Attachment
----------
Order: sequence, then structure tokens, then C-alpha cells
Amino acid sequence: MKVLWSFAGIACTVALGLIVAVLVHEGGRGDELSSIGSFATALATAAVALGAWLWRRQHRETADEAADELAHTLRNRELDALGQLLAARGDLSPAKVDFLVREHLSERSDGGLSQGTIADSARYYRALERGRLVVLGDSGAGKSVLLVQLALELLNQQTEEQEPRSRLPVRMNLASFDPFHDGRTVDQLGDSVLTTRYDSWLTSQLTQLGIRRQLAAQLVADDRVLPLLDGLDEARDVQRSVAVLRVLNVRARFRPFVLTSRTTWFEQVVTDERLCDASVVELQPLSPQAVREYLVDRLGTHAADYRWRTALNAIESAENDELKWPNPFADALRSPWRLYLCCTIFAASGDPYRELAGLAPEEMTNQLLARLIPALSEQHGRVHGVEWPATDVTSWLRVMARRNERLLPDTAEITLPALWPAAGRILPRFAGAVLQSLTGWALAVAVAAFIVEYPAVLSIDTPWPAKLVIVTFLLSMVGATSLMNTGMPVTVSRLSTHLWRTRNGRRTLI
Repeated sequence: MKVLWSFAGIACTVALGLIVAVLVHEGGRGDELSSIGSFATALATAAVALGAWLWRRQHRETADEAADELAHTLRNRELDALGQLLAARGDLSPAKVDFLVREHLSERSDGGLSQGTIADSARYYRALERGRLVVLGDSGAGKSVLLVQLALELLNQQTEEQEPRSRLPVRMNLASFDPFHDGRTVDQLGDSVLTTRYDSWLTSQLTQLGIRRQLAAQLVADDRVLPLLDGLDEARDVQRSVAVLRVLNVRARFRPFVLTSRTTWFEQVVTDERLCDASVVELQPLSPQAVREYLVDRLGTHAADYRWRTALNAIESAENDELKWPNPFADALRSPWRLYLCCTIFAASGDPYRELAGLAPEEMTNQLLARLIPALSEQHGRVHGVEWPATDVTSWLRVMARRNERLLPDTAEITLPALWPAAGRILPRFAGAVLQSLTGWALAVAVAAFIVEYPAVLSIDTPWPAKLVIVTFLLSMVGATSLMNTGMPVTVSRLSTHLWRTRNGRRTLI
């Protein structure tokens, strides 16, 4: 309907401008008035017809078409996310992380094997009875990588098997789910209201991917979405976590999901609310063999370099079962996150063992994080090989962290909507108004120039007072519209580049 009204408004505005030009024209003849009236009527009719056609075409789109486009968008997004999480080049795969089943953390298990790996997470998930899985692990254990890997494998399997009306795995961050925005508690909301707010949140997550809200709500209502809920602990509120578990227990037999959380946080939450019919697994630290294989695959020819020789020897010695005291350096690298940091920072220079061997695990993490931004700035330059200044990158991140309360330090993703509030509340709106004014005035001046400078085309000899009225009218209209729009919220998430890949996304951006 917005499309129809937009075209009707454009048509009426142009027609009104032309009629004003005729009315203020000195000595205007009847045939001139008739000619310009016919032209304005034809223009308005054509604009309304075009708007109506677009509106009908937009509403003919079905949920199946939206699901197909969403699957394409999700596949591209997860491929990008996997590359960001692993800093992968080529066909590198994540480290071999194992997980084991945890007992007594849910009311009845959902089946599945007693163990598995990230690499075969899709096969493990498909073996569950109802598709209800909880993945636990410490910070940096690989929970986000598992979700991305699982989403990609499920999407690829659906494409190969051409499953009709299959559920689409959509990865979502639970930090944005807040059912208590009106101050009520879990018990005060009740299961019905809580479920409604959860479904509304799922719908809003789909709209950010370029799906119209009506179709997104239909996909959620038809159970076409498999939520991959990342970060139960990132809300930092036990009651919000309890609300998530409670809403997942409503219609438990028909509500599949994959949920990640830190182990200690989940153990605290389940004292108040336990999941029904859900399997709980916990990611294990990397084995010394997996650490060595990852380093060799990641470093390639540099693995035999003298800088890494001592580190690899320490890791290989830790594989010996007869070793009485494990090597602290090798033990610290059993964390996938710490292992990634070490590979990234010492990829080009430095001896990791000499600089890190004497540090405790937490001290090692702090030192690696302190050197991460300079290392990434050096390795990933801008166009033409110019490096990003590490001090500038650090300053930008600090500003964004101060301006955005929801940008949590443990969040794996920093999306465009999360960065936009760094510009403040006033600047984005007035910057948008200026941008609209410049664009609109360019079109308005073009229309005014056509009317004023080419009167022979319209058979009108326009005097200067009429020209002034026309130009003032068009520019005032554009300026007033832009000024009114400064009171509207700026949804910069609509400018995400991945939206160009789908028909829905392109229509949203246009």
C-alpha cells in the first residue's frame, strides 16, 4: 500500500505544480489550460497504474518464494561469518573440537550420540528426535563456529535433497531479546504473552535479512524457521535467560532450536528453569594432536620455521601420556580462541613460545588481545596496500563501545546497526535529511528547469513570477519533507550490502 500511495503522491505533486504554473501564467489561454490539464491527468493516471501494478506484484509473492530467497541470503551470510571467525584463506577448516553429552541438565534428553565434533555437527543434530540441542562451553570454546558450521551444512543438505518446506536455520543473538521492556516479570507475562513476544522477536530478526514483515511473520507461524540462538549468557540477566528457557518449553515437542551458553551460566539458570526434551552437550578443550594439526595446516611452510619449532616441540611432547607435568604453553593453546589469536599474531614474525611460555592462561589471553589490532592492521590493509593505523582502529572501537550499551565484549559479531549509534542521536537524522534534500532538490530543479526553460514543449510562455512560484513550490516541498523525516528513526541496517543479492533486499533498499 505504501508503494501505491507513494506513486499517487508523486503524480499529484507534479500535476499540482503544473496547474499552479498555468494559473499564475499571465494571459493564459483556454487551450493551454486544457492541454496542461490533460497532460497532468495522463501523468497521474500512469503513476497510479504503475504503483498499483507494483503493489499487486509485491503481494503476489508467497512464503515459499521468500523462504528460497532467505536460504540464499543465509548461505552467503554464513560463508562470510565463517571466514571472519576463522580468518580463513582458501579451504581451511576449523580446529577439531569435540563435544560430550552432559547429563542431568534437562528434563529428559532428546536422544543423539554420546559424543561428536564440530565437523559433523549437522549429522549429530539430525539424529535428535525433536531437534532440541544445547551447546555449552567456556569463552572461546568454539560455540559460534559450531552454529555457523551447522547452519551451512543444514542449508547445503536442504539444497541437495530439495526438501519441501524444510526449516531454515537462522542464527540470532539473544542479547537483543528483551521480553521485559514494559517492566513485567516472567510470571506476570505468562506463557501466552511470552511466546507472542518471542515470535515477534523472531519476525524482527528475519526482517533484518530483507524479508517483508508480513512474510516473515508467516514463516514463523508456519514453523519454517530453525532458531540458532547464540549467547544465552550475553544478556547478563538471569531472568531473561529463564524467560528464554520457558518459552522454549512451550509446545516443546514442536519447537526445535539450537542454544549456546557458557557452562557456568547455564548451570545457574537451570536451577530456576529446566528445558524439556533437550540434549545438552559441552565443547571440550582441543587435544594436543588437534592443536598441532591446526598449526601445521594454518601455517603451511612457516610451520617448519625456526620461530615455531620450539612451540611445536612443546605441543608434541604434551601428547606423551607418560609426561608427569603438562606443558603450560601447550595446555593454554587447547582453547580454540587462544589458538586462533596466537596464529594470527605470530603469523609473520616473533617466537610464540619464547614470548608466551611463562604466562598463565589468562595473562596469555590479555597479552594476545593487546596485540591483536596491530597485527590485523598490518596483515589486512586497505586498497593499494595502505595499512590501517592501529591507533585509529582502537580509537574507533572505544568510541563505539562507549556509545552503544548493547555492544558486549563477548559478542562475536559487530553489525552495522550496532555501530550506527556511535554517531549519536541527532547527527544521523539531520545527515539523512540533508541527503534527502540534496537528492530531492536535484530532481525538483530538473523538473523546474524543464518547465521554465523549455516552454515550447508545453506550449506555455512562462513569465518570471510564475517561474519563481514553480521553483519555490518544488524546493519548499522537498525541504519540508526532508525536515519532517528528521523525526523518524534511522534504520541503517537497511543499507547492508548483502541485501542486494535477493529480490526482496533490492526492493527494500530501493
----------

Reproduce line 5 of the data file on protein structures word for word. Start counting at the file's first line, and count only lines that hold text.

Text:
C-alpha cells in the first residue's frame, strides 16, 4: 500500500505544480489550460497504474518464494561469518573440537550420540528426535563456529535433497531479546504473552535479512524457521535467560532450536528453569594432536620455521601420556580462541613460545588481545596496500563501545546497526535529511528547469513570477519533507550490502 500511495503522491505533486504554473501564467489561454490539464491527468493516471501494478506484484509473492530467497541470503551470510571467525584463506577448516553429552541438565534428553565434533555437527543434530540441542562451553570454546558450521551444512543438505518446506536455520543473538521492556516479570507475562513476544522477536530478526514483515511473520507461524540462538549468557540477566528457557518449553515437542551458553551460566539458570526434551552437550578443550594439526595446516611452510619449532616441540611432547607435568604453553593453546589469536599474531614474525611460555592462561589471553589490532592492521590493509593505523582502529572501537550499551565484549559479531549509534542521536537524522534534500532538490530543479526553460514543449510562455512560484513550490516541498523525516528513526541496517543479492533486499533498499 505504501508503494501505491507513494506513486499517487508523486503524480499529484507534479500535476499540482503544473496547474499552479498555468494559473499564475499571465494571459493564459483556454487551450493551454486544457492541454496542461490533460497532460497532468495522463501523468497521474500512469503513476497510479504503475504503483498499483507494483503493489499487486509485491503481494503476489508467497512464503515459499521468500523462504528460497532467505536460504540464499543465509548461505552467503554464513560463508562470510565463517571466514571472519576463522580468518580463513582458501579451504581451511576449523580446529577439531569435540563435544560430550552432559547429563542431568534437562528434563529428559532428546536422544543423539554420546559424543561428536564440530565437523559433523549437522549429522549429530539430525539424529535428535525433536531437534532440541544445547551447546555449552567456556569463552572461546568454539560455540559460534559450531552454529555457523551447522547452519551451512543444514542449508547445503536442504539444497541437495530439495526438501519441501524444510526449516531454515537462522542464527540470532539473544542479547537483543528483551521480553521485559514494559517492566513485567516472567510470571506476570505468562506463557501466552511470552511466546507472542518471542515470535515477534523472531519476525524482527528475519526482517533484518530483507524479508517483508508480513512474510516473515508467516514463516514463523508456519514453523519454517530453525532458531540458532547464540549467547544465552550475553544478556547478563538471569531472568531473561529463564524467560528464554520457558518459552522454549512451550509446545516443546514442536519447537526445535539450537542454544549456546557458557557452562557456568547455564548451570545457574537451570536451577530456576529446566528445558524439556533437550540434549545438552559441552565443547571440550582441543587435544594436543588437534592443536598441532591446526598449526601445521594454518601455517603451511612457516610451520617448519625456526620461530615455531620450539612451540611445536612443546605441543608434541604434551601428547606423551607418560609426561608427569603438562606443558603450560601447550595446555593454554587447547582453547580454540587462544589458538586462533596466537596464529594470527605470530603469523609473520616473533617466537610464540619464547614470548608466551611463562604466562598463565589468562595473562596469555590479555597479552594476545593487546596485540591483536596491530597485527590485523598490518596483515589486512586497505586498497593499494595502505595499512590501517592501529591507533585509529582502537580509537574507533572505544568510541563505539562507549556509545552503544548493547555492544558486549563477548559478542562475536559487530553489525552495522550496532555501530550506527556511535554517531549519536541527532547527527544521523539531520545527515539523512540533508541527503534527502540534496537528492530531492536535484530532481525538483530538473523538473523546474524543464518547465521554465523549455516552454515550447508545453506550449506555455512562462513569465518570471510564475517561474519563481514553480521553483519555490518544488524546493519548499522537498525541504519540508526532508525536515519532517528528521523525526523518524534511522534504520541503517537497511543499507547492508548483502541485501542486494535477493529480490526482496533490492526492493527494500530501493